System-specific memory has a significant effect on your device's performance. Memory is also called Random Access Memory (RAM), and selecting the correct type is important, as it needs to match the specifications of your device. The Double Data Rate (DDR) generation, for example, needs to match your motherboard. DDR 2 is what older computers use, and DDR 3 goes with motherboards created after 2007, with the latest motherboards being designed to work with DDR 4. Determine how much RAM you can install by checking your operating system. If you are using Windows®, it will vary between the 32-bit version, which can handle 4GB of RAM at most, and the 64-bit version, which can handle up to 3TB of RAM. Also check to see if the version is Pro or Home. When choosing system-specific RAM, first double-check the specifications of both your motherboard and your operating system.
Reduce latency and prevent programs from crashing due to overload with sufficient system-specific memory. Gamers need a minimum of 8GB of RAM, and creative professionals require at least 16GB to run programs that use a lot of processing power. RAM modules are available from as little as 128MB up to 64GB. The number of RAM modules you can purchase depends on how many Dual In-Line Memory Module (DIMM) slots your motherboard has. Bear in mind that smaller motherboards (mITX- Mini-ITX and mATX- Micro-ATX) only have two slots, whereas the larger ATX and Extended-ATX (eATX) models have four or more. Get around limited space issues by purchasing a RAM module with a higher amount of memory. DIMM is specifically designed for use as desktop RAM, as these modules fit into the available slots of a desktop computer.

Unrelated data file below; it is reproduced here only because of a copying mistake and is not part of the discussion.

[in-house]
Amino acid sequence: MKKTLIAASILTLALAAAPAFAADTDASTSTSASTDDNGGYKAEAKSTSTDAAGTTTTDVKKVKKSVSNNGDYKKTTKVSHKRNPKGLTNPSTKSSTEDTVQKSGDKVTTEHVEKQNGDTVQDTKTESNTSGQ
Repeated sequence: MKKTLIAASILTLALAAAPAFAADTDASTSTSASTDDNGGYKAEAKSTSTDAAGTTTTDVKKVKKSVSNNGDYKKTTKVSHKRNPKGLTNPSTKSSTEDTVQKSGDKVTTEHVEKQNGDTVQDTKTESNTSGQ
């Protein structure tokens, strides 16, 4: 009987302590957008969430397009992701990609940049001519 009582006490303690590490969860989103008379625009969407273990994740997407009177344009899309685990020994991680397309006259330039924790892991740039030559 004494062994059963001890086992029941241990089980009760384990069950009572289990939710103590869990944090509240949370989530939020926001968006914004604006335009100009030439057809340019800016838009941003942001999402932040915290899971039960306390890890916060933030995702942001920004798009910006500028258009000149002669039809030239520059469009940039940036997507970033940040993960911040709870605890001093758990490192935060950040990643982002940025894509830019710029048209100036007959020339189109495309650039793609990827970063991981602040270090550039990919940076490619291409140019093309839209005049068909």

Upgrade your laptop by increasing the amount of RAM. Small Outline Dual Inline Memory Module (SO-DIMM) options are the correct choice for laptop RAM. SO-DIMM slots accommodate the smaller and slimmer case of laptops. As with a desktop, check what your operating system and motherboard can handle. Use Unbuffered Non-Error Correction Code memory, abbreviated as unbuffered non-ECC registered RAM and also known as Static RAM (SRAM), for personal computers and laptops for work, entertainment, or gaming purposes. This type of RAM is faster, which is especially important for gamers and creative professionals.
Because servers run constantly and process so much data, it is best to purchase dedicated server memory. Unlike desktop computers and laptops, servers require ECC registered RAM, also known as Dynamic Random Access Memory or DRAM. ECC registered memory finds errors and corrects them, which helps prevent data corruption without needing manual input. This lets your servers transfer data faster, keeps your data safe and places a smaller electrical load on your computer without requiring input from the user.